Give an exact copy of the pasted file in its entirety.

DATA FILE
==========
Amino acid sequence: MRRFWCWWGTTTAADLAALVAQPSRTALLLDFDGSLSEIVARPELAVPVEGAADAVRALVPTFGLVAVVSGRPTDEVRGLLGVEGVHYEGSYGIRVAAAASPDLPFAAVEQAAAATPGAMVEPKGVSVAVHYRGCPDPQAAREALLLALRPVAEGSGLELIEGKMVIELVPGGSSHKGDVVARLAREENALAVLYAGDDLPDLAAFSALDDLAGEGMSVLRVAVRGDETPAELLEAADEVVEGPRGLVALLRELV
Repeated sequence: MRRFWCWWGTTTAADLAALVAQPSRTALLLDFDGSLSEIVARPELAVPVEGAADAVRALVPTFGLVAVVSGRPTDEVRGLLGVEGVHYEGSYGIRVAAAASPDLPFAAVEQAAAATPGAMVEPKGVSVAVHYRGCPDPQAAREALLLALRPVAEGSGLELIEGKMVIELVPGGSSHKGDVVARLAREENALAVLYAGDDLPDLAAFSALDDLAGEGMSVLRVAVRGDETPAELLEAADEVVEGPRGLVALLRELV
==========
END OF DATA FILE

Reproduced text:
Amino acid sequence: MRRFWCWWGTTTAADLAALVAQPSRTALLLDFDGSLSEIVARPELAVPVEGAADAVRALVPTFGLVAVVSGRPTDEVRGLLGVEGVHYEGSYGIRVAAAASPDLPFAAVEQAAAATPGAMVEPKGVSVAVHYRGCPDPQAAREALLLALRPVAEGSGLELIEGKMVIELVPGGSSHKGDVVARLAREENALAVLYAGDDLPDLAAFSALDDLAGEGMSVLRVAVRGDETPAELLEAADEVVEGPRGLVALLRELV
Repeated sequence: MRRFWCWWGTTTAADLAALVAQPSRTALLLDFDGSLSEIVARPELAVPVEGAADAVRALVPTFGLVAVVSGRPTDEVRGLLGVEGVHYEGSYGIRVAAAASPDLPFAAVEQAAAATPGAMVEPKGVSVAVHYRGCPDPQAAREALLLALRPVAEGSGLELIEGKMVIELVPGGSSHKGDVVARLAREENALAVLYAGDDLPDLAAFSALDDLAGEGMSVLRVAVRGDETPAELLEAADEVVEGPRGLVALLRELV